3RR’s Second Sponsor: Thanks, Ibex!

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Alternate title: How I Saved/Earned Half a Grand by Fixing a Zipper.

As is to be expected on a trip like this, things wear down.  It’s not so different from life in general really except that, owning fewer things, each one of them gets a larger share of use and abuse than normal.  Tires lose their tread, clothes develop holes, the left shift key won’t stop sticking, bikes accumulate dings and dents and scratches, bodies become populated with fungi and other afflictions better left unpublicized…the list goes on.

This little story here starts with something tiny: the zipper on my favorite jacket.  It stopped working sometime a long time ago.  It wasn’t an issue at first, my occupation at that time being that of riding in epicycles around southeast Asia.  Even in the mountains in the evening, it was only on the worst nights that I would have to put on my jacket.  But even then, it wasn’t important that I couldn’t zip it up.  Most nights, I didn’t even wear it; I just rolled it up nice, fastened it in place with a compression strap, and used it as a pillow.

This situation lasted until somewhere around Bangkok, where friends and I formulated plans to cycle through Myanmar in May, Northeast India in the Summer, and hit the Himalayas by autumn.  The hottest days lay directly in front of me, but the coldest lay directly behind them.

Knowing I’d no longer be able to get by without full jacket functionality, I spent a few hours wandering around Bangkok seeing if I could piece together some sort of solution.  Tailors abound there; they set up shop for the day on any old street corner with their pedal-powered sewing machines and piles full of what were once clothes, but are now patches-to-be.  None of them had zippers, but one was kind enough to direct me to the local department store where they stocked a million.  None of them fit my goldilocks requirements though – I wanted the same zipper I already had, a nice little dual-zip system that lets you zip up from the bottom, closing the jacket over your belly, chest, and throat, and then unzip from the second zip, also at the bottom, uncinching the jacket from your waist and exposing a bit of belly.  Who would want to wear their jacket this way?  People who keep their body contorted in strange ways for long periods and don’t want anything bunching up between their thighs and chests.  Cyclists, yo!  I’m not sure whether the zipper system was designed with cyclists in mind, but I no longer wanted to live without it.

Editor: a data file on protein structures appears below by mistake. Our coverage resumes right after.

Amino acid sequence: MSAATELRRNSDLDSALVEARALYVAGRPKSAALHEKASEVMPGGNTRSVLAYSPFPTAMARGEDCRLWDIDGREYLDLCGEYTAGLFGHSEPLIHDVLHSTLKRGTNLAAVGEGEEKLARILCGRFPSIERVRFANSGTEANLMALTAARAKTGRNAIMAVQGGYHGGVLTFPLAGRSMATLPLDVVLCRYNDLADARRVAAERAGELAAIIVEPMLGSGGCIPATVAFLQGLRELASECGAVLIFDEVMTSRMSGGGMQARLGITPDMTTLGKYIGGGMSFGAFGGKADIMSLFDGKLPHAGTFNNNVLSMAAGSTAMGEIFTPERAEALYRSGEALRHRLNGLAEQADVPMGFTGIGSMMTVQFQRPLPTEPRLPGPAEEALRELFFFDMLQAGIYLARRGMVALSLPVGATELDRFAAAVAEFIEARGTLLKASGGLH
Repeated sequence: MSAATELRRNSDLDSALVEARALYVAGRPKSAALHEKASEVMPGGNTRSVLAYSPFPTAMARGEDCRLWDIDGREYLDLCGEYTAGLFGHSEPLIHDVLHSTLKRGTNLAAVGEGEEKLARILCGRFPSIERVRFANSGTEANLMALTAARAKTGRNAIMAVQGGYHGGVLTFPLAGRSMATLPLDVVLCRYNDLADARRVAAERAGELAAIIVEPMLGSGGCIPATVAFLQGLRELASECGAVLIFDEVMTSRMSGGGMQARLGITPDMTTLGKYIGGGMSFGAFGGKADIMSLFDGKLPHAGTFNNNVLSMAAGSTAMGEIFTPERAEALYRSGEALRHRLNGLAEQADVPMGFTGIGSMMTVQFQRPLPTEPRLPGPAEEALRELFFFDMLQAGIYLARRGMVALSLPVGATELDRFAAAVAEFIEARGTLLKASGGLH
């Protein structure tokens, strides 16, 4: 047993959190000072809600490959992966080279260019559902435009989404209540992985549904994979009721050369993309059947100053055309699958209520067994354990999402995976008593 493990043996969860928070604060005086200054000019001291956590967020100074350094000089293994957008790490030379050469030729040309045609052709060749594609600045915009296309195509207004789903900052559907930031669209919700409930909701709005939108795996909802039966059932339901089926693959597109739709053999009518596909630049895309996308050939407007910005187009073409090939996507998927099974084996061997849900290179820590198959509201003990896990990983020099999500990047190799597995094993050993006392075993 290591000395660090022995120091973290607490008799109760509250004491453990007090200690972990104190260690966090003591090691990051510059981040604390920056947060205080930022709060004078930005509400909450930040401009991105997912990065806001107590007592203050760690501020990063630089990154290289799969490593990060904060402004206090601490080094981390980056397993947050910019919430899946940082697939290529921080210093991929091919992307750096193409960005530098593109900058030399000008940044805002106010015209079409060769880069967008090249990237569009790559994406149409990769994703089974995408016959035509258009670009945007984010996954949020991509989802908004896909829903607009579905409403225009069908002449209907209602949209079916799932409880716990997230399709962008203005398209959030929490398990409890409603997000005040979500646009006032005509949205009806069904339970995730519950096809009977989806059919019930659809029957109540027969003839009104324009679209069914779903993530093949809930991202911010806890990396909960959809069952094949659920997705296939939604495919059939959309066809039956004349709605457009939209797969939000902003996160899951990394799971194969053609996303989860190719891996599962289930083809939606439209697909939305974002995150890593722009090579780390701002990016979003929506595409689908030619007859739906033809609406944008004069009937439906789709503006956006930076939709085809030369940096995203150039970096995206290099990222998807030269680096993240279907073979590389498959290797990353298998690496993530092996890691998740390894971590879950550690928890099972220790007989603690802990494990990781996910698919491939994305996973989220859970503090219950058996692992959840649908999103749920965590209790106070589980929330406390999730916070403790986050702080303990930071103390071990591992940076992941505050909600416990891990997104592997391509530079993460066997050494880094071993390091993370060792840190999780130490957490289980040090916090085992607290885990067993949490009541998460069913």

I walked back to my guesthouse slightly dejected, but as things would have it, my inability to solve the problem there in Bangkok was actually the start of my good fortune.  A new strategy formed in my head; instead of a local fix, I’d go intercontinental, straight to the source.  Why not?  I emailed the company with my story, paid homage to the jacket, and wondered aloud whether they might be able to send me a replacement zipper.

Deaf ears were all that I expected for an audience, but somehow my email managed to make it to the most Fauxbo-friendly Returns Therapist on the planet, a certain Ms. D. N., who told me that she had checked my blog, enjoyed perusing it, and was sure she could work something out.   I shot back a cutesy reply, something along the lines of “oh, and if you happen to find any overstock back there, uhhhh, you know who to think of.”  Wink wink, nudge nudge.

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A few weeks later, this behemoth arrived in the mail!  Seven pounds and 720 cubic inches (approximately) of love and support.  Tracking it down required a few days of scavenging, first in my contacts book to find someone who could find someone to take the package, then to the internet to find the address of the FedEx center when the address of my contact turned out not to be valid, then on the streets of Siliguri to find that the center had moved, then on the internet to find where it had moved to, then back to the streets to find that that was wrong, then back to the internet to see that the package had been marked “UNCLAIMED – RETURNED TO BOSTON,” then madly around to all the prominently marked DHL offices asking if anyone would clue me in about the address of the competition.  Finally, somebody came through and gave me the phone number of the head of the center.  I called him, had terrible reception, and couldn’t understand a word he said, but it seemed like he had been expecting me.  Indeed, he said that he had read all of my manic “Don’t send it back!  I’m coming, I swear it!” emails.